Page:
One of the key lessons he learned at the University of Wisconsin-Milwaukee was to have confidence in himself and his decisions, says Milton Coleman (’68 BFA Music).
Coleman, now senior editor of The Washington Post, credits his education at UWM with laying the foundation for his long and successful professional career.
“What I learned here prepared me to compete with the best in the world,” Coleman said, as he accepted an award as the first UWM Foundation Alumni Fellow on Feb. 21.
IN THIS VIDEO: Coleman talks about how a $128 scholarship led him to UWM and changed his life. View full size on YouTube
Alumni Fellow is a lifelong designation that recognizes prominent and outstanding alumni who demonstrate leadership and accomplishment in their professional fields and personal lives. The new Alumni Fellow Program brings honorees back to campus to share their knowledge, insight and stories with students, faculty, staff and members of the community.
Coleman received his bachelor’s degree in music history and literature from UWM, moved into journalism starting at the Milwaukee Courier and joined The Post in 1976.
Over the years he rose from reporter on the metropolitan staff to his current position.
Among his many professional awards and honors, Coleman has served as a jury chairman for the Pulitzer Prizes in Journalism and as a judge for a number of other top journalism awards.
He is president of the Inter American Press Association and immediate past president of the American Society of News Editors. Through his work with those organizations, he has taken part in fact-finding missions and given presentations on press freedom and media ethics in many Caribbean and Latin American countries.
Coleman learned Spanish to provide newsroom guidance to El Tiempo Latino, a Spanish-language weekly owned by The Post. “You have to keep reinventing yourself,” he told student journalists he spoke to.
It started with a scholarship
But it all started with a scholarship from UWM that helped Coleman, who grew up in the Hillside Terrace public housing project in Milwaukee, become the first in his family to graduate from college.
“Absent that $128 scholarship, I don’t know where I’d be,” he said at the ceremony where he accepted the Alumni Fellow award. That scholarship for one semester’s tuition, coupled with work-study and weekend music gigs at $15 apiece, helped him earn his degree.
During his two-day visit to UWM in mid-February as part of the fellowship, Coleman visited music and journalism classes, answering questions and sharing his insights. He also was part of a panel on education at the Milwaukee Press Club.
Although music eventually became a means to an end, helping him earn his way through school, the lessons he learned about how to think, how to listen, how learn from others and not be afraid to make mistakes were critical to his future success, he told music students.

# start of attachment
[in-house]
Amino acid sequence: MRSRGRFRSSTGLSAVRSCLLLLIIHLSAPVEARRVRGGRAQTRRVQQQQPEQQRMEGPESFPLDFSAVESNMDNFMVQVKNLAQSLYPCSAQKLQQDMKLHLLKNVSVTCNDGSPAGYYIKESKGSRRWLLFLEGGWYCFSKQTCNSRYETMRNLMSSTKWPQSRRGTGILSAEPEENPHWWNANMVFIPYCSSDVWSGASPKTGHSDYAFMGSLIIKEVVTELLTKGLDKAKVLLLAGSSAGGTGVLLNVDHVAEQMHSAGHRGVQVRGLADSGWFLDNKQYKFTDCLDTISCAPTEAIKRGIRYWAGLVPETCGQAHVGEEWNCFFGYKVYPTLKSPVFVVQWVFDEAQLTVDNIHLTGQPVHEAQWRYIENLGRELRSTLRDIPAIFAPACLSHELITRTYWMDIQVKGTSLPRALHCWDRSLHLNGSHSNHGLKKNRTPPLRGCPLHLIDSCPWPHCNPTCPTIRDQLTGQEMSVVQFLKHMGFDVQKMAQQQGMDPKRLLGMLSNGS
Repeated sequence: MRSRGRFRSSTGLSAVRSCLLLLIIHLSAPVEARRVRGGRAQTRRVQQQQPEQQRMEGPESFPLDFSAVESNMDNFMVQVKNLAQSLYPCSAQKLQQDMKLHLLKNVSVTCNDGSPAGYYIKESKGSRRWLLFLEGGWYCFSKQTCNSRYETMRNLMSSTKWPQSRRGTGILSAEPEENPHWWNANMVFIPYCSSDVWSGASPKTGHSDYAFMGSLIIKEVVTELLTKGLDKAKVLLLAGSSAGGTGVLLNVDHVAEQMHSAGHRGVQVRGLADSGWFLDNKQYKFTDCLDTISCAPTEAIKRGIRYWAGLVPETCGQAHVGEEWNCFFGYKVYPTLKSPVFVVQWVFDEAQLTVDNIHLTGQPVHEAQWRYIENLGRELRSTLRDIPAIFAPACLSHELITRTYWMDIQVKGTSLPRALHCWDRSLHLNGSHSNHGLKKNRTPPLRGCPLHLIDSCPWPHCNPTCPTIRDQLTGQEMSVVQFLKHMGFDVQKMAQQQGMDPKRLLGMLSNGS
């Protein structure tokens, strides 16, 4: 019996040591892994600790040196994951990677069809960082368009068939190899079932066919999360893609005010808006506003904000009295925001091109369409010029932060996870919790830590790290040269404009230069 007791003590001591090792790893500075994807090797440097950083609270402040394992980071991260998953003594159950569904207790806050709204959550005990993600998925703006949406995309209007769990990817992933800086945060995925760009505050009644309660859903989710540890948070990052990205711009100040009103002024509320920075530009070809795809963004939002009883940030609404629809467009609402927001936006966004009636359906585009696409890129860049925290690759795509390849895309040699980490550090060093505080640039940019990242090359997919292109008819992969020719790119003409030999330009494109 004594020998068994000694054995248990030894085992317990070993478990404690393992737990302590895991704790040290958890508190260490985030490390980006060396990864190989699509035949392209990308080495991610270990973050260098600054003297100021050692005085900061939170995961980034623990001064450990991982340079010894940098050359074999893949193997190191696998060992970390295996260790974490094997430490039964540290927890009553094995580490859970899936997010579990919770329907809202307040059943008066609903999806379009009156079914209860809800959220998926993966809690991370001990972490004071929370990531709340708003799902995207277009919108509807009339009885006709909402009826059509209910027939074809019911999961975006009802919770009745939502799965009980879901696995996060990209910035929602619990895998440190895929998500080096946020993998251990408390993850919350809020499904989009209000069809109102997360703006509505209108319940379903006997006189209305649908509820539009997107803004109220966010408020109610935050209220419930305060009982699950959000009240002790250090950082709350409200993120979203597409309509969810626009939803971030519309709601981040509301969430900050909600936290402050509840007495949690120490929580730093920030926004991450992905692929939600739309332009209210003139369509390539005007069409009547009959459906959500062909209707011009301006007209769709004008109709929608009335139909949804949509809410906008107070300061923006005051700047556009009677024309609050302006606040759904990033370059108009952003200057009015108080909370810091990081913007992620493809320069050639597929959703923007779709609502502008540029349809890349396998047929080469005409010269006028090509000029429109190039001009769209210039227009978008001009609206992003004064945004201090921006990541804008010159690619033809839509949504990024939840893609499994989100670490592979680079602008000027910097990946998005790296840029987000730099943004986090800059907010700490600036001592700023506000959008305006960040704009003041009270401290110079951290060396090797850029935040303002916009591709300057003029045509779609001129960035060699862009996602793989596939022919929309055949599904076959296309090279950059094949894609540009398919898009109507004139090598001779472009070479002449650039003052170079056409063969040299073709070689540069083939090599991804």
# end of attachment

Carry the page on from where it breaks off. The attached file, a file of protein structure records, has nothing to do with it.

The past, present and future of news
In journalism class, he discussed the changing nature of news and shared some of his experiences – good and bad – in the field.
Newspapers like The Post are changing dramatically into multimedia organizations, he told the students, because they are no longer the main source of information for most readers.
“My first exposure to news in the morning is on my iPhone.” Only after that, he says, does he go downstairs and read the newspaper. “Newspapers don’t dictate when I get the news.”
The multiple ways people can share and access information offer new opportunities for journalists, he told the students, though they have led to fragmentation or “atomization” of audiences into groups united around specific interests. “You don’t have to own a printing press and a distribution channel” to practice journalism he told one student in answer to a question about job opportunities.
In spite of the numerous sources and outlets for news, the public is still challenged to find accurate information, Coleman said, and the need for good journalists is more vital than ever.
“Democracy has to be well-informed. The demand for accurate reporting continues,” he said, adding that with multimedia, “we are telling stories better than we used to.” The Post’s newsroom, for example, now incorporates a television studio and a Web operation along with writers and photographers.
Coleman also shared lessons with the students about learning from mistakes, candidly talking about an editing/fact-checking mistake he made that resulted in a front-page exposé identifying the wrong man as an ex-convict.
In response to a student question, he said the highlight of his journalistic career so far was leading The Post’s coverage of Barack Obama’s inauguration, coordinating the work of 60 to 70 reporters to produce four papers, four editions and three million copies. Journalism students who talked to Coleman were impressed by his ability to understand current media while drawing on years of experience.
Ian Thompson said he appreciated hearing the perspective of an African American journalist who came out of UWM.
“It was really informative,” said Sean Willey, a broadcast journalism major. “He shared real-world experiences that you can’t learn from a textbook.”